NFCC publishes COVID-19 waking watch guidance

NFCC publishes COVID-19 waking watch guidance

THE NATIONAL Fire Chiefs Council (NFCC) updated advice for building owners and landlords on operating waking watches during the pandemic outbreak.

Inside Housing reported on the NFCC’s update to this advice, specifically on ‘how to operate the waking watch fire safety measure’ during the outbreak, outlining the steps building owners and landlords ‘should take to ensure that buildings are kept safe in the coming months’. Landlords should ensure that waking watch operatives ‘adhere to Public Health England’s social distancing rules’, and should consider installing communal fire alarms if staff numbers fall due to isolation.

In turn, it stated that the pandemic will result in ‘higher occupancy and vulnerability’ due to people, including potentially infected individuals, ‘staying at home for longer periods of time’, meaning that maintaining a waking watch in an at risk building ‘would be more essential than ever’. Its advice has always maintained that waking watches should be temporary measures ‘until dangerous materials are removed from a building’, but the ‘slow pace’ of cladding removal has seen some in place for years, at high cost to leaseholders.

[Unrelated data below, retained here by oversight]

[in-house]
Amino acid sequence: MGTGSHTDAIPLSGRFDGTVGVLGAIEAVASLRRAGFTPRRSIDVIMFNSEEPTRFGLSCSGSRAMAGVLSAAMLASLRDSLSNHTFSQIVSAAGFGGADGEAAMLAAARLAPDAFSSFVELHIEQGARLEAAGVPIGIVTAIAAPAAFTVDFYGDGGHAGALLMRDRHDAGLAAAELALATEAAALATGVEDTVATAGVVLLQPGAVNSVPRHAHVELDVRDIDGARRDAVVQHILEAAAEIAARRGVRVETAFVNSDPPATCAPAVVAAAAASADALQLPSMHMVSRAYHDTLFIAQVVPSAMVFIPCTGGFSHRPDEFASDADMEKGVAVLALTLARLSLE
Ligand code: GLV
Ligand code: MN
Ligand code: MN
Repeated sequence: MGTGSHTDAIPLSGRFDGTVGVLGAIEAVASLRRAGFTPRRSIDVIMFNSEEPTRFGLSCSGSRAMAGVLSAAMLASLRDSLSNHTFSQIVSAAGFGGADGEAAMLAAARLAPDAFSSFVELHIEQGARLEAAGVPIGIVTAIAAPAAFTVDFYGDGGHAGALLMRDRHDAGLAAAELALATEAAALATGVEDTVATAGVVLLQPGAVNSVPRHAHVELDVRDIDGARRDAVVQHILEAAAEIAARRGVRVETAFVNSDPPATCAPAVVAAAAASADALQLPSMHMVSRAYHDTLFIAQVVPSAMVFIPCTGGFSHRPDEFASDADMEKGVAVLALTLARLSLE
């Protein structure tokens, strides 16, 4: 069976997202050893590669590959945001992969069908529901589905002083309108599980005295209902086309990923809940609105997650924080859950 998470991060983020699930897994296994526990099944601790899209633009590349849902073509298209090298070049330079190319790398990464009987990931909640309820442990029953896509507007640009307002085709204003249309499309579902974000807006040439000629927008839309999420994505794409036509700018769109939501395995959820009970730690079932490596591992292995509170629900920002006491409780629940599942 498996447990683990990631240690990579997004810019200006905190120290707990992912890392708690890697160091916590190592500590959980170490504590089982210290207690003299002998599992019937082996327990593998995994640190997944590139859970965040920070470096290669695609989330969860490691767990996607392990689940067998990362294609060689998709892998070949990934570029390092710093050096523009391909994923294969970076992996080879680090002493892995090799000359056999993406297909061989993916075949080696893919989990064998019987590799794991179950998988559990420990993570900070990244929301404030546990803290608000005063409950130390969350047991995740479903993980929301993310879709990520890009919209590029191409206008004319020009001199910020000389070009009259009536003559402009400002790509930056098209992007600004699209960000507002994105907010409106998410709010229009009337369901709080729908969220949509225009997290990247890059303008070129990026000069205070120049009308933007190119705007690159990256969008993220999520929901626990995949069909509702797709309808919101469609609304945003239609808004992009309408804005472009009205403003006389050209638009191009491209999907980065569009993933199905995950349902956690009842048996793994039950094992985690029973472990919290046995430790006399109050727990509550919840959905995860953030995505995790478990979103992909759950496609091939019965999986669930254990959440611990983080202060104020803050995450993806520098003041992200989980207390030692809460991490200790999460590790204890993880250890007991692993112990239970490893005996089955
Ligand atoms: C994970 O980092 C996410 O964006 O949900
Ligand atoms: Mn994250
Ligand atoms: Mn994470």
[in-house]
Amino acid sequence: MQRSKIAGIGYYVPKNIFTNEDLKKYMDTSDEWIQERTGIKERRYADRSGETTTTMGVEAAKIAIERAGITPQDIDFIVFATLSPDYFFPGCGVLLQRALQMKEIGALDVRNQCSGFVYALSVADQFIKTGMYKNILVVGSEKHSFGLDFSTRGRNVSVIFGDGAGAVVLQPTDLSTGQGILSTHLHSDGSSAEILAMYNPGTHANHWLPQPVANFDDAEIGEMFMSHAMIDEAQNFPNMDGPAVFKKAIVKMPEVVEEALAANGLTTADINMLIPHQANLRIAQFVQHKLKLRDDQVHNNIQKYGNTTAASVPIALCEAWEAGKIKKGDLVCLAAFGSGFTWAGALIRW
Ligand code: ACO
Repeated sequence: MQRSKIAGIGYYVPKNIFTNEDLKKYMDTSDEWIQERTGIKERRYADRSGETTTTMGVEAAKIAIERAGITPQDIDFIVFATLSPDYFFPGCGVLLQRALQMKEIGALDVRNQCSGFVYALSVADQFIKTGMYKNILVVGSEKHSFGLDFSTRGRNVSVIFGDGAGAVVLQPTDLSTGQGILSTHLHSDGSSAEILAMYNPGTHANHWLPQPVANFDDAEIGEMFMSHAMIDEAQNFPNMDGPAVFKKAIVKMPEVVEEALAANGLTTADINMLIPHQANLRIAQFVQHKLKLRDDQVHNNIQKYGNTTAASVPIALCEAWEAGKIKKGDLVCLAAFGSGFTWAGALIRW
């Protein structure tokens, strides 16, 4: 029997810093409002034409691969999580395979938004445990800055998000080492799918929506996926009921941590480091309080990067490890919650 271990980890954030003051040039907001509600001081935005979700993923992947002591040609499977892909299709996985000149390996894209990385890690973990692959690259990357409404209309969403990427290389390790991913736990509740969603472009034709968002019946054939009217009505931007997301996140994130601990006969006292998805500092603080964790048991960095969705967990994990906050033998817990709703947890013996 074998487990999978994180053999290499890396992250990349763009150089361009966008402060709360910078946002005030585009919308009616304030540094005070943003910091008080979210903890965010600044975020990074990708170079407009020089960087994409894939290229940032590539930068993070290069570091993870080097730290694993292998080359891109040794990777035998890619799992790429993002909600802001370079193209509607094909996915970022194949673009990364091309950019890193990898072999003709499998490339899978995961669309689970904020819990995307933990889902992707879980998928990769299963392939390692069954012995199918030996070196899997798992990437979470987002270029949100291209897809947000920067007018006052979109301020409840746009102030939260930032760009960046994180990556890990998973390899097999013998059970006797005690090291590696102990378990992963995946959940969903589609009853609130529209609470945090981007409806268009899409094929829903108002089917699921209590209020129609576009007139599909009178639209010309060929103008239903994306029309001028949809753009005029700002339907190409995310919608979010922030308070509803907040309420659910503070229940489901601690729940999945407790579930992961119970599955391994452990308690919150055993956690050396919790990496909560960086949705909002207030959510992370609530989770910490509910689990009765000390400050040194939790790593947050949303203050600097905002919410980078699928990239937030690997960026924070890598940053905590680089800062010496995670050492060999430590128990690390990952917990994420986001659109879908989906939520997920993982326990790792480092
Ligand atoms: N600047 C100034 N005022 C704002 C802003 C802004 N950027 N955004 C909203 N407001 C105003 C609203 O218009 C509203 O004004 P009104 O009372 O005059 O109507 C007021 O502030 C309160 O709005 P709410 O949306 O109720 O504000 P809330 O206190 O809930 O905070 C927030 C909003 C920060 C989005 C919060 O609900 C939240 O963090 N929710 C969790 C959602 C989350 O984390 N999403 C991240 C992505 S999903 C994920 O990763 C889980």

The NFCC advice stated: ‘If, due to coronavirus, there are challenges maintaining waking watch coverage, those responsible will need to implement suitable alternative interim arrangements. Dependency on numbers of staff can be reduced through the installation of a common fire alarm. Competent persons, RPs [registered providers] and fire safety officers should familiarise themselves with the social distancing guidance from Public Health England, to ascertain how this might be applied to enable waking watches to remain in place.’

Its update also advised fire and rescue services (FRSs) to take a ‘balanced approach’ to fire safety for each property, as well as supporting building owners ‘by recognising potentially higher public health risks in buildings from the threat of coronavirus’. However, it maintained that it is still the duty of FRSs to enforce the Regulatory Reform (Fire Safety) Order 2005 ‘even in these difficult times’.